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 (brĭ-tŏn′ĭk) also Bry·thon·ic (-thŏn′-)
The subdivision of the Insular Celtic languages that includes Welsh, Breton, and Cornish.

[Ultimately from Latin Brittonēs, Britons; see Briton.]
American Heritage® Dictionary of the English Language, Fifth Edition. Copyright © 2016 by Houghton Mifflin Harcourt Publishing Company. Published by Houghton Mifflin Harcourt Publishing Company. All rights reserved.


n, adj
(Languages) another word for Brythonic
Collins English Dictionary – Complete and Unabridged, 12th Edition 2014 © HarperCollins Publishers 1991, 1994, 1998, 2000, 2003, 2006, 2007, 2009, 2011, 2014


(brɪˈθɒn ɪk)

also Brittonic

1. the subgroup of modern Celtic languages represented by Welsh, Cornish, and Breton.
2. the Celtic language ancestral to these languages; British Celtic.
3. of or pertaining to Brythonic.
[1884; < Welsh Brython Briton]
Random House Kernerman Webster's College Dictionary, © 2010 K Dictionaries Ltd. Copyright 2005, 1997, 1991 by Random House, Inc. All rights reserved.
References in periodicals archive ?
Cursory research reveals that Manchester's etymology is the Latin 'Mamucium' which in turn comes from the Brittonic name 'mam' meaning 'breast', referring to a 'breast-like hill'.
The name Threave is identified with "tref ", a possibly sixth century but more likely ninth century Brittonic or Old Welsh place name, indicating the site was occupied long before the present tower and fortifications.
Barry Lewis examines the lack of a tradition of origins of conversion in the Brittonic areas, noting surviving sources focusing on the (re)conversion of bad Christians rather than pagans.
The History of the Kings of Britain by Geoffrey of Monmouth was accepted within the context of this development, for he tried to create a totally new version of the ecclesiastical history of the island, in the center of which a "Brittonic" church was placed.
I find it absurd that so few English people realise it is still spoken in families and communities across Wales, as part of a Brittonic culture which has survived through the ages."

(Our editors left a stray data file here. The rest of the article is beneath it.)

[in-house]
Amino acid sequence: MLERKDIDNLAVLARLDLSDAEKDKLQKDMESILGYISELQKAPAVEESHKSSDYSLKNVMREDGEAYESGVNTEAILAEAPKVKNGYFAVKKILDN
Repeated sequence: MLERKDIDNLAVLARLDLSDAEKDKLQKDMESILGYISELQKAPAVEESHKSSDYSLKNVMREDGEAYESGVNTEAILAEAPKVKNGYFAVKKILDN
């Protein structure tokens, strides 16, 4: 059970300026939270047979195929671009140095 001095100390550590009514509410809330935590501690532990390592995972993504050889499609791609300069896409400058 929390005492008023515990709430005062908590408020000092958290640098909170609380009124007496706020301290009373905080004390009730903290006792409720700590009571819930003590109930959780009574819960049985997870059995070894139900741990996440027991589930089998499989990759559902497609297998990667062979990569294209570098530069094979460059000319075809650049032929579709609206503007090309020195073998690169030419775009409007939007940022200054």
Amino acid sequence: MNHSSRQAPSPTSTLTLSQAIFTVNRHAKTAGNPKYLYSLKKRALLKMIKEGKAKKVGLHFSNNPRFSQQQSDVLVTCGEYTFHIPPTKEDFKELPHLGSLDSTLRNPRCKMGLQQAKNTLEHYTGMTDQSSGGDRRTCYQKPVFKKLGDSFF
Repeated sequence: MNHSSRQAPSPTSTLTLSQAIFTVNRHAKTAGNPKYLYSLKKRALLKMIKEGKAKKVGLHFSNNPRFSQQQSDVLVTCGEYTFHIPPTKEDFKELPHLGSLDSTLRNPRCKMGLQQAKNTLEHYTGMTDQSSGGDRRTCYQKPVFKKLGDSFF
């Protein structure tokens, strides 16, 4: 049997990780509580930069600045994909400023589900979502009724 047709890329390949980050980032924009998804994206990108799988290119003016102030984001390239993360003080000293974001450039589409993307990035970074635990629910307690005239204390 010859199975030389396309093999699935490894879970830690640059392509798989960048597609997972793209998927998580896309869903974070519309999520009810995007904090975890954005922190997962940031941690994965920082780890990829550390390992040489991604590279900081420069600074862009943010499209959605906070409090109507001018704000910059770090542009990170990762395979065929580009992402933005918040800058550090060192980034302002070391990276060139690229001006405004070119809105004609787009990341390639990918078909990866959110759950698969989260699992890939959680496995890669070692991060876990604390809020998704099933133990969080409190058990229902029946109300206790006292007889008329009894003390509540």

For the majority who have no understanding of these underthreat Brittonic languages, it is easy to understand the beautiful sonic efforts to preserve and promote a cultural identity.
The Bretons trace much of their heritage to groups of Brittonic speakers who emigrated from Great Britain, including Cornwall and Wales, to avoid invading Germanic tribes.
The bulk of the papers are densely linguistic, and mainly concern themselves with Irish--and to a lesser degree, Scottish--Gaelic, but other languages, Brittonic and some reflections on the Indo-European roots of modern language are also present.
Martial valour was, of course, only one of several monarchical traits that were taken up by writers producing nationalist texts that placed Elizabeth's reign within larger Brittonic histories.
In the other 4 derivatives the suffix could refer to both 'a certain nationality/origin' and 'the language of a certain nationality' as in, e.g., Brittisc 'British, referring to Brittonic speakers', Bryt-wylisc 'British, referring to Brittonic speakers', Denisc 'Danish (i.e., Norse, Scandinavian)', or Scottisc 'Scottish'.
A Chronological Survey of the Brittonic Languages First to Twelfth Century AD.
Archaeological evidence such as Gaulish curse texts, Celtic Latin Curse tablets from the Alpine regions of Britain, and fragments of Old Brittonic tablets uncovered from Roman Bath is contemplated at length.